- The Washington Times - Sunday, November 7, 2004

CHARLOTTESVILLE — After taking a step forward last week against Florida State, Maryland’s offense regressed yesterday.

A week removed from nearly 400 yards of total offense, the Terrapins were awful in short yardage situations in a 16-0 loss to Virginia. Maryland ran 10 plays in the first half needing 3 yards or less to get a first down. They converted two of them.

“They beat us in there in those situations, and that hurt. That hurt real bad,” Maryland center Kyle Schmitt said. “We could have caught a lead — maybe even gone up by more than one touchdown. That’s such an emotional setback.”

Things went awry in all phases for the offense in short yardage. Vernon Davis dropped a simple out pass on third-and-2. A pair of screen passes were stopped for negative yardage.

Even the elementary quarterback sneak was stuffed not once but twice — and on consecutive plays in the first half.

“If you can’t make inches, you’re going to have a tough time winning football games,” coach Ralph Friedgen said. “We had our chances, and we didn’t do it.”

Friedgen said afterward he wanted a second look at the fourth-down play. From his prospective, quarterback Joel Statham moved forward before getting pushed back by the defense. He needed only about six inches on the play.

“Both times I thought I was about 2 yards downfield,” Schmitt said. “I guess they were jumping over us. We’ve been pretty good at that since I’ve been here. I don’t remember missing too many of them.”

Maryland spent most of the first half with great field position but did nothing with it. Besides having two drives stopped in Virginia territory by failed fourth-down conversions, Statham threw a pair of interceptions to Virginia linebacker Ahmad Brooks.

The first was on a crossing pattern intended for Derrick Fenner, but there were four players in blue jerseys near him. The tight end on the play ran too deep on his route, drawing the extra Virginia defenders into the area.

Statham underthrew an open Rich Parson down the middle of the field on the second interception.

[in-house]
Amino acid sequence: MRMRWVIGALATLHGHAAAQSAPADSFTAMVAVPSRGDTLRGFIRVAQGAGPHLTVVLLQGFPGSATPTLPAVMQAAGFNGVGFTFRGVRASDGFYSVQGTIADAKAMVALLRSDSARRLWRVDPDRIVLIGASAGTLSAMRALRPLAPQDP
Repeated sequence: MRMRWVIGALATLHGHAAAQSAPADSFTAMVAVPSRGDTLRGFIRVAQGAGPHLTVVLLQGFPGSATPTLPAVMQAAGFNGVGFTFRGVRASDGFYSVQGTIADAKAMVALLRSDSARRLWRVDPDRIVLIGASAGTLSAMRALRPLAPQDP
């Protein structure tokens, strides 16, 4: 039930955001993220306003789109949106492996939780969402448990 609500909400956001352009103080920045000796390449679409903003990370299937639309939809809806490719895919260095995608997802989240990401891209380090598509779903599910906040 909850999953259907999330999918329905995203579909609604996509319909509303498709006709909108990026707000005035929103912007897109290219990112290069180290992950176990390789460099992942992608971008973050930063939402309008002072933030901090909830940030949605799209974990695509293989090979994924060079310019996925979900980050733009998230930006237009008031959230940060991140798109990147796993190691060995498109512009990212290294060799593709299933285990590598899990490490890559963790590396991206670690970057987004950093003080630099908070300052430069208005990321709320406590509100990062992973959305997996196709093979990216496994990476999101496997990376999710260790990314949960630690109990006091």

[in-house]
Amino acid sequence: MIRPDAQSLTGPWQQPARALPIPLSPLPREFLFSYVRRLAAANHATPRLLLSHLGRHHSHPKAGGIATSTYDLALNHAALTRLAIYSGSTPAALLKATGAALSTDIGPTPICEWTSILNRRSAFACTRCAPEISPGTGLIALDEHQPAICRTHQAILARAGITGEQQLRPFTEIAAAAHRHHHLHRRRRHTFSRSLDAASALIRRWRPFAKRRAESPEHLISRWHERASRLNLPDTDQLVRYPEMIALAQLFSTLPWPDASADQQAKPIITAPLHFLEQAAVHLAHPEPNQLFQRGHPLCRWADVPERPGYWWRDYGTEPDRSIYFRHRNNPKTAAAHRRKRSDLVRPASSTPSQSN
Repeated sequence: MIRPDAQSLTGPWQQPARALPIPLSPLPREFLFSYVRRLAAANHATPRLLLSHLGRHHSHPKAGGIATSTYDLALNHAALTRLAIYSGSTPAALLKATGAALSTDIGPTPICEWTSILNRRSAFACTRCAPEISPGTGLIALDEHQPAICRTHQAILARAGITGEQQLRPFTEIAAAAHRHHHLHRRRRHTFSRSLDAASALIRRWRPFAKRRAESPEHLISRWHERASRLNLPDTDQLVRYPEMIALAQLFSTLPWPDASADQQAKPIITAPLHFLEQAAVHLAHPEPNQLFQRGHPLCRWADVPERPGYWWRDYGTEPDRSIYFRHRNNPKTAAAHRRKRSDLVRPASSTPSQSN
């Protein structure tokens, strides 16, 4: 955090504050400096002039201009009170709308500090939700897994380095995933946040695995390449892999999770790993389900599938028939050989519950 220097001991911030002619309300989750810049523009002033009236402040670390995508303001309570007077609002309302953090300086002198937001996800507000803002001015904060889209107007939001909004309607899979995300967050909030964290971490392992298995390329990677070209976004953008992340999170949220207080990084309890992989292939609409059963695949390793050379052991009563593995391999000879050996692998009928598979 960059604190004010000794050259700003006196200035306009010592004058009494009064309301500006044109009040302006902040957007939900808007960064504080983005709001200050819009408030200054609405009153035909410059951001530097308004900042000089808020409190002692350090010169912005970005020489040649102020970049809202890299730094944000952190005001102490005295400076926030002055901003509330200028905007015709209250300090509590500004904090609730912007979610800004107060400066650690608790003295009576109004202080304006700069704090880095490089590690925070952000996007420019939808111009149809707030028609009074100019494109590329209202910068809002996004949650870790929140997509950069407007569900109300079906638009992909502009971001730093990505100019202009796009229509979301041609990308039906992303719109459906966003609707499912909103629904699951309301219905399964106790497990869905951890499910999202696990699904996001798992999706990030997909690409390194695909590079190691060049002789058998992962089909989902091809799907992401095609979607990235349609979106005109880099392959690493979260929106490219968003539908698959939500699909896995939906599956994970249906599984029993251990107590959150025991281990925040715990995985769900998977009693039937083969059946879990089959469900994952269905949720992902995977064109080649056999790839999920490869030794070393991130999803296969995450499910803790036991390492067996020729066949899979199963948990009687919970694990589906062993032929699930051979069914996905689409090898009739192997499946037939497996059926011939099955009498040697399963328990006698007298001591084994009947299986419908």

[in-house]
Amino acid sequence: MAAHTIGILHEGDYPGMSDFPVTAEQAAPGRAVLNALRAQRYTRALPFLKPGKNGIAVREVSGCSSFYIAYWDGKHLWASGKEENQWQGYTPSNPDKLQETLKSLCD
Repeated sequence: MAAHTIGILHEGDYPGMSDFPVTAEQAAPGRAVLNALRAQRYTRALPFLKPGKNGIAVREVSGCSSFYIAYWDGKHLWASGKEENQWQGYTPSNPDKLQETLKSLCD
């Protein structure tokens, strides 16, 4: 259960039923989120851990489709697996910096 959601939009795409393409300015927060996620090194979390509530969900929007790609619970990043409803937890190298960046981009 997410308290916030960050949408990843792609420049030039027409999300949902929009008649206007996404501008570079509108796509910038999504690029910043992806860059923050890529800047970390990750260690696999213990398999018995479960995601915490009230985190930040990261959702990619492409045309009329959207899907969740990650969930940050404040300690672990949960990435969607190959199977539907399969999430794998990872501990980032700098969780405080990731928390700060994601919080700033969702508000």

“I just needed to throw it,” Statham said. “I kind of short-armed it a bit and didn’t throw it as hard as I needed to. If I had known that and threw it a little bit harder, we probably would’ve scored on that play.”

After being physically dominated up front, the Terps’ choice of play on fourth and less than 2 late in the half smelled of confidence issues with the offensive line. Statham took the snap in the shotgun, faked a handoff, rolled right and threw a screen pass back to the left to tailback Josh Allen. The play netted a loss of 3 yards and handed the ball back to the Cavaliers.

“We prepared for some gimmicky stuff,” Virginia nose tackle Andrew Hoffman said. “We were ready for some things that we hadn’t seen before. It really wasn’t a surprise to us. We didn’t freak out — we just got the job done.”

The final statistics weren’t pretty for the Terps: 214 total yards and seven first downs. Maryland has had less than 200 yards or less than 10 first downs in four of the past five games.

Virginia twice prolonged drives in the first half on straight-ahead running plays in passing situations. Maryland converted only two in the entire game. Toss in fourth downs and Maryland was three-for-16.

“We own third down against every team,” Virginia linebacker Daryl Blackstock said. “That’s what we live for.”

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